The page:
After close to four years without a local brewery, Bathurst again has a beer to call its own following the opening of Reckless Brewing. The brewing company, which previously operated without a home before taking over the former home of Two Heads Brewing, quietly opened the doors to their taproom earlier this month and are set for their grand opening next week.
It follows a whirlwind few months for the team behind the brewery. Grace Fowler, Jarrod Moore and Alice Wilson secured the lease to the historic flour mill towards the start of the year; previously, the site housed Two Heads Brewing, which shut its doors late in 2018.
Grace (pictured above right with the Reckless crew) says that, after spending months overseeing the fit-out, brewery install, hiring staff and everything else that comes with opening a brewery and venue, the founders are experiencing a flurry of emotions.
“It’s super exciting, it’s terrifying and, really, it’s everything,” Grace says. “But the overwhelming emotion at the moment is relief; we can finally get back to brewing beer rather than project managing 15 different things.”
Assuming everything goes according to plan, brewing is set to commence later this week, with their final batch of beer brewed at Akasha done and dusted. Their 13-hectolitre brewhouse, where Grace is joined by Stephen Szabo, and multiple 26 and 39-hectolitre fermenters will give them a fair bit of capacity to comfortably send beer beyond their taproom doors too.
When it comes to the beers, they'll be sticking with the mantra they've had since day one, a mantra that's only become further ingrained since they decided Bathurst was the place for them.
“Our philosophy has always been for everyone,” Grace says. “Don’t get me wrong, we aren’t making anything boring but it is dialled back a bit.
“Having said that, I don’t think I’ve seen a beer that has as many hops in it as our red IPA. But the way we brew it sees us add them really late, so it’s a much more approachable experience rather than an old school West Coast where it’s like – bam, in your face.”
Grace certainly knows a thing or two about brewing with hops and West Coasts, having started brewing at Akasha five years ago.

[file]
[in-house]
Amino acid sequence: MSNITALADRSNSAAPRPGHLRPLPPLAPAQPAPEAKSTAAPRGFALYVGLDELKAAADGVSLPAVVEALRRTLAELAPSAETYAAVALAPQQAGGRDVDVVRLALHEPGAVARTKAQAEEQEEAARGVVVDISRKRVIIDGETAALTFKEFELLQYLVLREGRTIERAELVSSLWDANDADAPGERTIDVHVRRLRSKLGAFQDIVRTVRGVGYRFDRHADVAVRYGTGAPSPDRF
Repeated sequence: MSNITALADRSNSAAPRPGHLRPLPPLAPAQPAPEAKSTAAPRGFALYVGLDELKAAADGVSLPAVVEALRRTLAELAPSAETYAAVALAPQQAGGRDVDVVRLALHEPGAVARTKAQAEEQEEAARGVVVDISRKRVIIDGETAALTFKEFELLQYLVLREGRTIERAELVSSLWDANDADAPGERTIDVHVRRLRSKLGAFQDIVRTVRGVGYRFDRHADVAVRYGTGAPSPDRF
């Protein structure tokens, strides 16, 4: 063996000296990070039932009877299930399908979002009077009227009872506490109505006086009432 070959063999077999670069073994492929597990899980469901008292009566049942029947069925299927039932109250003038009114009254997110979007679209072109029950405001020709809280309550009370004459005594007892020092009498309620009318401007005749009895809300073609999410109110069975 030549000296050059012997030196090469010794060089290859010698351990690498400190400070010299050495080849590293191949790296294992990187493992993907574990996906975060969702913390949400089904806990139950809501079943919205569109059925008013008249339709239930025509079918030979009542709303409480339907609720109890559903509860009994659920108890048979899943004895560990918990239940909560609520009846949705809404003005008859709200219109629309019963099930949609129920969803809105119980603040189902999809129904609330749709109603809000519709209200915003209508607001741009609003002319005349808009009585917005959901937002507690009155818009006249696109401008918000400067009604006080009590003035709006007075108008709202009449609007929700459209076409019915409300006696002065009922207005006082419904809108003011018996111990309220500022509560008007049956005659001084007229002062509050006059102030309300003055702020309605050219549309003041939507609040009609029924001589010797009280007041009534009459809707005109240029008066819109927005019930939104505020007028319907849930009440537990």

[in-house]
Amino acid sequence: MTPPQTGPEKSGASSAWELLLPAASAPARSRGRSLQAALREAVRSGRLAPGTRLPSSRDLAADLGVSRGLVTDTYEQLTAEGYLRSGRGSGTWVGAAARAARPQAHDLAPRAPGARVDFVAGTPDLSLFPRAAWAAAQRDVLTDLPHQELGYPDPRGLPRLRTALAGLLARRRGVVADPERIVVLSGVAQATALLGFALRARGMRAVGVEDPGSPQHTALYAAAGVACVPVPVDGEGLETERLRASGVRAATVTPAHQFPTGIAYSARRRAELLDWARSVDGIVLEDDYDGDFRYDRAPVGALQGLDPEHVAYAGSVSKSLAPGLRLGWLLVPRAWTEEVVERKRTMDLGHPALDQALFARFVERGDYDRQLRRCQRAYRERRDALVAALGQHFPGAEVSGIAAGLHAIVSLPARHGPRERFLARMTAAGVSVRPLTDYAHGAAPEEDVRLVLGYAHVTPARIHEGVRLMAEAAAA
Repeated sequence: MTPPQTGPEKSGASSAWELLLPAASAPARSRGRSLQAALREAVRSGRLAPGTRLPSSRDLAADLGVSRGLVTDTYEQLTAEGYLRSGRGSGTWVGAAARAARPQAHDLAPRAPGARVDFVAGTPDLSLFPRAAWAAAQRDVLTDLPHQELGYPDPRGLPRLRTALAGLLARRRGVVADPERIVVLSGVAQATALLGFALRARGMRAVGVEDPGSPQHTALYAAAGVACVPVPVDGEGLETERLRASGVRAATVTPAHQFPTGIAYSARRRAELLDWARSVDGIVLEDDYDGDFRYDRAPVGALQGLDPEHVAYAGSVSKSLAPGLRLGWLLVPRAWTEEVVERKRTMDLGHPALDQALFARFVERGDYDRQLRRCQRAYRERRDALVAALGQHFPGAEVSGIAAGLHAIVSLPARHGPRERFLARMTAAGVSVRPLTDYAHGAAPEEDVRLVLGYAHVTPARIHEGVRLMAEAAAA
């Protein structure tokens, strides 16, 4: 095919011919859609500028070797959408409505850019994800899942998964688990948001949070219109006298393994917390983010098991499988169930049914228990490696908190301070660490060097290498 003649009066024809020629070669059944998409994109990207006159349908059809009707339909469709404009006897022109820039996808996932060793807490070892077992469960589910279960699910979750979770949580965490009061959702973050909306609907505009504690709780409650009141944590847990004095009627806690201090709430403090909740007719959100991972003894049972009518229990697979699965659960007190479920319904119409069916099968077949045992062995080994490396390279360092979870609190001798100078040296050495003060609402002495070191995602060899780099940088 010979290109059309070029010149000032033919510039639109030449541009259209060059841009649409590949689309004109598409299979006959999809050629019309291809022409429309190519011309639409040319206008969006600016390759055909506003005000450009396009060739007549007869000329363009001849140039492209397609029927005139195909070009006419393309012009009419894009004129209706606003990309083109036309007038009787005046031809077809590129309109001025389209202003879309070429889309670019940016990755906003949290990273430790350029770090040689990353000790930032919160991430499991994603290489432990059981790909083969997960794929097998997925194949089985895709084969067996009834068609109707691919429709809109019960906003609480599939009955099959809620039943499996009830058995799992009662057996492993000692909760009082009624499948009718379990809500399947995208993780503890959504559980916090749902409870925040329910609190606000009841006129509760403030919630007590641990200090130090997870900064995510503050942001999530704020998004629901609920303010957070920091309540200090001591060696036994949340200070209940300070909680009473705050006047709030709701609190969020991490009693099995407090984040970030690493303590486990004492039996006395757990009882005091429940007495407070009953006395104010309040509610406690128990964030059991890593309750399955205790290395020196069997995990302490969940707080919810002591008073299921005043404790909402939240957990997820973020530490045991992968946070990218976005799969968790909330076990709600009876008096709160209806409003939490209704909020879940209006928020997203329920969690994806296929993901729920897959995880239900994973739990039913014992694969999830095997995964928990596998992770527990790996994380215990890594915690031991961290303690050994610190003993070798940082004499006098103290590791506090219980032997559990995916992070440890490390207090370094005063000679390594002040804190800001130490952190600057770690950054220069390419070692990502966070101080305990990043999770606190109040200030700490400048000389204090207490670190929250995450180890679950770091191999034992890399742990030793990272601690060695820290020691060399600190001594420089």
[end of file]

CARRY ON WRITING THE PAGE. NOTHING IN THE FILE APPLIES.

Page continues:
“It was just me and one other brewer at the time,” she says. “Now they have six or seven brewers and went through two expansions when I was there, and another since I left.
Before working at Akasha, Grace fell into a job brewing at Sydney’s now-closed Icon after her mate and fellow brewer Brodie French asked if she knew anyone who might like to join the team. Located in the city’s outer south-east, the production site was built to contract brew for others – including some of her favourite Sydney brewers such as Young Henrys and Lord Nelson, on a substantial 150-hectolitre brewhouse.
By the time she started there, Grace had already fallen for the beer industry and left her role in film production to start working at a craft beer-focused bottleshop.
“I was brewing all my favourite beers,” is how Grace puts it.
It proved to be a fast learning curve: Grace was hired as an assistant brewer before quickly being elevated to a more senior role.
“It was definitely a baptism of fire, I’d never brewed before that,” she says. “Except for maybe one or two Coopers homebrews that were OK, but certainly weren't anything special.”
It might have been daunting, but Grace thinks learning by doing is the best way she could have started out in brewing, as she quickly found herself problem-solving and having to think on her feet.
“Suddenly, I was there at 5am by myself brewing hundreds and thousands of litres of beer,” she says.
“I made a hell of a lot of mistakes but that’s the best way to learn.”